Speaking For Kids

Meet Zainab Jafar, An Advocate Motivated by Oppression

September 9, 2019 – My name is Zainab Jafar and I am beyond excited to be spending my last semester of undergrad interning at Michigan’s Children! I attend Michigan State University (GO GREEN!) and I’m majoring in Global Studies with a minor in Women’s Studies. I intend to enter law school in fall 2020 to pursue immigration law to help families, similar to mine at one point, who have children in dire need of help.

I was born in Iraq, where my family was constantly on the run attempting to escape Saddam’s gruesome regime. I spent the first and most crucial years of my life in a war-torn environment where at one point, I believed that war, rape, and poverty was going to be the reality of my family’s life for a while. Little did I know that nearly five years later, we would be moving to America and have more rights and freedom than we could ever imagine.

Due to the fact that I am a first-generation college student coming from a political refugee family, I fall under multiple minority categories which make me that much more motivated to attain a higher education. To me, education is so much more than learning about math, science, and English. To me, it’s about how education expands my mindset, improves my character and makes me a better person— to better contribute to my family and community. For those reasons, I am excited to be able to use my experiences as a tool for me to help improve the lives of children in Michigan one policy at a time.

I am passionate about making the world a better and safer place for children, and thanks to powerful organizations such as Michigan’s Children, that is possible. My goal as an intern for Michigan’s Children will be to be the voice of unheard children in our communities who are enduring poverty, abuse (especially sexual abuse), substance abuse, and more. Although these conversations may be difficult for some, my goal is to raise awareness and encourage discussion about these crucial topics as that is the reality of many children’s lives whether we are uncomfortable with these discussions or not. Action needs to be taken! I plan on using social media to start discussions and raise awareness. Here at Michigan’s Children, I plan on working to create a world where children won’t have a childhood they have to recover from.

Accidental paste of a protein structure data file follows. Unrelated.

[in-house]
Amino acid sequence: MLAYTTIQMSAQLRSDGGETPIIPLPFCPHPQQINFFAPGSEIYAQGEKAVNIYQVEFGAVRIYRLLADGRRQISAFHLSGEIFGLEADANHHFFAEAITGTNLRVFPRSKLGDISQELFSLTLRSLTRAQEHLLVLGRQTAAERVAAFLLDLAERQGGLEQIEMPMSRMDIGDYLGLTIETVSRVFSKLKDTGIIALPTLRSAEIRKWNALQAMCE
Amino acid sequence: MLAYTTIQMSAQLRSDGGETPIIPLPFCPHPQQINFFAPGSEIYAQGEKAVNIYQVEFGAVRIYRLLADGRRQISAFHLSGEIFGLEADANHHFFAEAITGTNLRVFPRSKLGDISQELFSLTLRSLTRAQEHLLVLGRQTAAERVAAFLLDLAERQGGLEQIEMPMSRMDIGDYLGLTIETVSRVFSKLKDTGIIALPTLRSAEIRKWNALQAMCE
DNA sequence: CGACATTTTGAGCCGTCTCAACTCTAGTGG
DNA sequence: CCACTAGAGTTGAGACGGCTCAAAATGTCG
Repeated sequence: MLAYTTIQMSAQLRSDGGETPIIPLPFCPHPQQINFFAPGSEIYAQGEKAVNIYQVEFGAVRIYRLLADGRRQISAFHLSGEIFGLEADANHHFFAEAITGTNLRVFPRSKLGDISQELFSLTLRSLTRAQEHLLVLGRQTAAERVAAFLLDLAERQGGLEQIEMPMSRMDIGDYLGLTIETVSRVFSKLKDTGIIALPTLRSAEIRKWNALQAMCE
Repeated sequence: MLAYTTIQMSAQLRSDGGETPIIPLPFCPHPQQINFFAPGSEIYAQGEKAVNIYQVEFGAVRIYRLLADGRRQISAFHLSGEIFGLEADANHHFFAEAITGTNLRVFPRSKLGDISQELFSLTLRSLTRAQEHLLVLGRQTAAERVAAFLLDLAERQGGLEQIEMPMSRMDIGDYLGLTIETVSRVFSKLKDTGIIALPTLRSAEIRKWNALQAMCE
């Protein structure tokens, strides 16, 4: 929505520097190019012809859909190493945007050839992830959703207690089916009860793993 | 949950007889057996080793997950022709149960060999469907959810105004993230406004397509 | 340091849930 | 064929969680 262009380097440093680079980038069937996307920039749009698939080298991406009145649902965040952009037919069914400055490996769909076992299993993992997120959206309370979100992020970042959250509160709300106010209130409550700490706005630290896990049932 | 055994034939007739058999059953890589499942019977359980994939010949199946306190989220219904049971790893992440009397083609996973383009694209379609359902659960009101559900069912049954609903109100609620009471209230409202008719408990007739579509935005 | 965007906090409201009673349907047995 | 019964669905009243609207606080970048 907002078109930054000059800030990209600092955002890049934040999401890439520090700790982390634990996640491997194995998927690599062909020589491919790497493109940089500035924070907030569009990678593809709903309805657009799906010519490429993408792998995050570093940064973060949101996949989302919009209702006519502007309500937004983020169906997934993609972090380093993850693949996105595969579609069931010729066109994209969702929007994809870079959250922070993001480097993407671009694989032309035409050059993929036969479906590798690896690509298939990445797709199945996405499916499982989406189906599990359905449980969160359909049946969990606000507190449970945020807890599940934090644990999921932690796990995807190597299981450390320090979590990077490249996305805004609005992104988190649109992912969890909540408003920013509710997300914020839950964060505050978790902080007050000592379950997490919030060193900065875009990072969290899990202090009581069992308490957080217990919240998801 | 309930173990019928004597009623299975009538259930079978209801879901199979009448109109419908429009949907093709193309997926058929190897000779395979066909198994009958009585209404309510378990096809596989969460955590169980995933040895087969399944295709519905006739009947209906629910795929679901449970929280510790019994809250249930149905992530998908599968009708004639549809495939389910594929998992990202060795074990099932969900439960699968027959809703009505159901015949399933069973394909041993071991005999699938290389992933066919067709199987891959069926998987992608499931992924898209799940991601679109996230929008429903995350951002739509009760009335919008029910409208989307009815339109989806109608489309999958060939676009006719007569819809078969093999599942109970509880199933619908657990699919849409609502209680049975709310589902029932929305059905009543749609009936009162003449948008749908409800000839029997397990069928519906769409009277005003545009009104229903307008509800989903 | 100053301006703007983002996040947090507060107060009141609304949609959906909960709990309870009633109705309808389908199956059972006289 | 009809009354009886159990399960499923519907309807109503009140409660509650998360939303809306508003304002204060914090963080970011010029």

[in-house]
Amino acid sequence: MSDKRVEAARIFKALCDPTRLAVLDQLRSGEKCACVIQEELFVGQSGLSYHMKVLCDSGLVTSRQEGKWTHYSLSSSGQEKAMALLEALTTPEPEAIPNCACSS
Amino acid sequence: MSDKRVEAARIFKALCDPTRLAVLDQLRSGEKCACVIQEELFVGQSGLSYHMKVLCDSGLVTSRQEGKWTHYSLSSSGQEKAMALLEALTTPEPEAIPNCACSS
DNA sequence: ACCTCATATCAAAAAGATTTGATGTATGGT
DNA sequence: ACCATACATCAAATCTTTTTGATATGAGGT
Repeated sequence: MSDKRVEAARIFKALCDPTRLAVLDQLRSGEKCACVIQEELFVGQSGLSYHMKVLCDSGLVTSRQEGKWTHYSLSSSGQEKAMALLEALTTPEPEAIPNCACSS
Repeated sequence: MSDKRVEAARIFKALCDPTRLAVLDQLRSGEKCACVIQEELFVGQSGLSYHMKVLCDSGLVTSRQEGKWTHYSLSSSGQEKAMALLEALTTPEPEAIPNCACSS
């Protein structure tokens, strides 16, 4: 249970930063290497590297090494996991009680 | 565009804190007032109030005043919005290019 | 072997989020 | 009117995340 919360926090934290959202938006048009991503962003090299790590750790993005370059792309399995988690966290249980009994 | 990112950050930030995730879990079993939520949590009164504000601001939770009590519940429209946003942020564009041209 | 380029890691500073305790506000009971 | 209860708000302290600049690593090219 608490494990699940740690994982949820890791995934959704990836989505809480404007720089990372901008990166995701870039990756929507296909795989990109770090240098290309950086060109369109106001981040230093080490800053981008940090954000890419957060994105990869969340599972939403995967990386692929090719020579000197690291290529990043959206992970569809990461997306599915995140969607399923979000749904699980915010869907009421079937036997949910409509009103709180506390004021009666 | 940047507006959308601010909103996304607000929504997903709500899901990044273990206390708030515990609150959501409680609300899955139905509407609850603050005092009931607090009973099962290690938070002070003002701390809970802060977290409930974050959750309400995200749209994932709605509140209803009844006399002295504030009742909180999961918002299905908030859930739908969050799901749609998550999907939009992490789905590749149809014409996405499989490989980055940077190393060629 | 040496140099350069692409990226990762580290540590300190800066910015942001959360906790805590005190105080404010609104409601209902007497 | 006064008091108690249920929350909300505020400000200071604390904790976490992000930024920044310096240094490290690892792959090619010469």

Zainab Jafar is a senior attending Michigan State University and plans to study immigration law after completing her Bachelor’s Degree in Global Studies with an emphasis on Women’s Studies.

Fixing Michigan’s Child Care System – a Big Lift but What a Payoff

September 4, 2019 – In one my favorite coffee shops in downtown Lansing, I arrived far ahead of the crowd one morning and had the chance to chit chat with an affable shop worker while she set up for the morning rush. A sandy-haired little boy sat at a nearby table littered with crayons, markers, coloring materials and an imitation toy I-pad. “Cute kid? Is he yours?” I asked, approaching Suzie, around 40-ish. “My grandson,” she answered, looking stressed. “His mother needed help today. He’s really quiet, though.”

In an instant, my heart filled in the rest of this sad picture. The young mom didn’t have a reliable childcare option for her boy, so her go-to was her mom. Also a working woman in a low-paid field, Suzie presumably reports to supervisors more willing or able to accommodate a small child dropped into one of their four-tops. Well, at least for a while.

So here is the dilemma of childcare – or missing childcare – in Michigan. It’s a Rubik’s cube style problem waiting for a big answer. But what if we could solve that problem for working parents, especially those toiling near the bottom of the income-earning chart, and in the process lift them up and boost Michigan’s economy? What if parents had reliable child care that offered a safe, affordable and enriched environment for their tikes? The answer is, we certainly can do it if we exercise our public will and political muscle. We can do it by moving public policies that make sense for our friends and neighbors and in doing so change big systems – workplace, the economy, and education – for the better.